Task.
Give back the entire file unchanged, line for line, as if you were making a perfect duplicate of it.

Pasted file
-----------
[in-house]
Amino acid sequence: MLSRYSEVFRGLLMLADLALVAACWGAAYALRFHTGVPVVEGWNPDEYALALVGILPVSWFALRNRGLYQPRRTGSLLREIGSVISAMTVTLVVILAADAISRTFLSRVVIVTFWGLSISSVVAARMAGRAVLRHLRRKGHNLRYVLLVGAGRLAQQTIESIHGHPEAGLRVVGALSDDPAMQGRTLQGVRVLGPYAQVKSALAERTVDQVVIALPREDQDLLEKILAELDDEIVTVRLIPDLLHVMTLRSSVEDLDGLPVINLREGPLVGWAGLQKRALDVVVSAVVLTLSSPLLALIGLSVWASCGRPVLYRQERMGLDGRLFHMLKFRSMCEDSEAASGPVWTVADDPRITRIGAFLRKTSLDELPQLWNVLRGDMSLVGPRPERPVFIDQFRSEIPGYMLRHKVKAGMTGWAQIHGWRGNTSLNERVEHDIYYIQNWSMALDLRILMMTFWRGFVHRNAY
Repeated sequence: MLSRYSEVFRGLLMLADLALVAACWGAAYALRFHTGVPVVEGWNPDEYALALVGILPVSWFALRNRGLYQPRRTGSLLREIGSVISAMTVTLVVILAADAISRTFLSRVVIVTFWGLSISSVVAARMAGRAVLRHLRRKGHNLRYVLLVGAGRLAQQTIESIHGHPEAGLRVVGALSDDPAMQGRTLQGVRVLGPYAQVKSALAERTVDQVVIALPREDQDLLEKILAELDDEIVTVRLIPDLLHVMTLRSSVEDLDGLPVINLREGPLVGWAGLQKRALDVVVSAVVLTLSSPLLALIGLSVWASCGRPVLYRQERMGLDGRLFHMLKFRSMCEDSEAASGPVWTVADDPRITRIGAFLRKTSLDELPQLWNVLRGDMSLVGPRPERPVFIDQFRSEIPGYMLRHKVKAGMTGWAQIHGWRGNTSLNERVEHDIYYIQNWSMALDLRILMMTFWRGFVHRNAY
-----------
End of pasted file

[in-house]
Amino acid sequence: MLSRYSEVFRGLLMLADLALVAACWGAAYALRFHTGVPVVEGWNPDEYALALVGILPVSWFALRNRGLYQPRRTGSLLREIGSVISAMTVTLVVILAADAISRTFLSRVVIVTFWGLSISSVVAARMAGRAVLRHLRRKGHNLRYVLLVGAGRLAQQTIESIHGHPEAGLRVVGALSDDPAMQGRTLQGVRVLGPYAQVKSALAERTVDQVVIALPREDQDLLEKILAELDDEIVTVRLIPDLLHVMTLRSSVEDLDGLPVINLREGPLVGWAGLQKRALDVVVSAVVLTLSSPLLALIGLSVWASCGRPVLYRQERMGLDGRLFHMLKFRSMCEDSEAASGPVWTVADDPRITRIGAFLRKTSLDELPQLWNVLRGDMSLVGPRPERPVFIDQFRSEIPGYMLRHKVKAGMTGWAQIHGWRGNTSLNERVEHDIYYIQNWSMALDLRILMMTFWRGFVHRNAY
Repeated sequence: MLSRYSEVFRGLLMLADLALVAACWGAAYALRFHTGVPVVEGWNPDEYALALVGILPVSWFALRNRGLYQPRRTGSLLREIGSVISAMTVTLVVILAADAISRTFLSRVVIVTFWGLSISSVVAARMAGRAVLRHLRRKGHNLRYVLLVGAGRLAQQTIESIHGHPEAGLRVVGALSDDPAMQGRTLQGVRVLGPYAQVKSALAERTVDQVVIALPREDQDLLEKILAELDDEIVTVRLIPDLLHVMTLRSSVEDLDGLPVINLREGPLVGWAGLQKRALDVVVSAVVLTLSSPLLALIGLSVWASCGRPVLYRQERMGLDGRLFHMLKFRSMCEDSEAASGPVWTVADDPRITRIGAFLRKTSLDELPQLWNVLRGDMSLVGPRPERPVFIDQFRSEIPGYMLRHKVKAGMTGWAQIHGWRGNTSLNERVEHDIYYIQNWSMALDLRILMMTFWRGFVHRNAY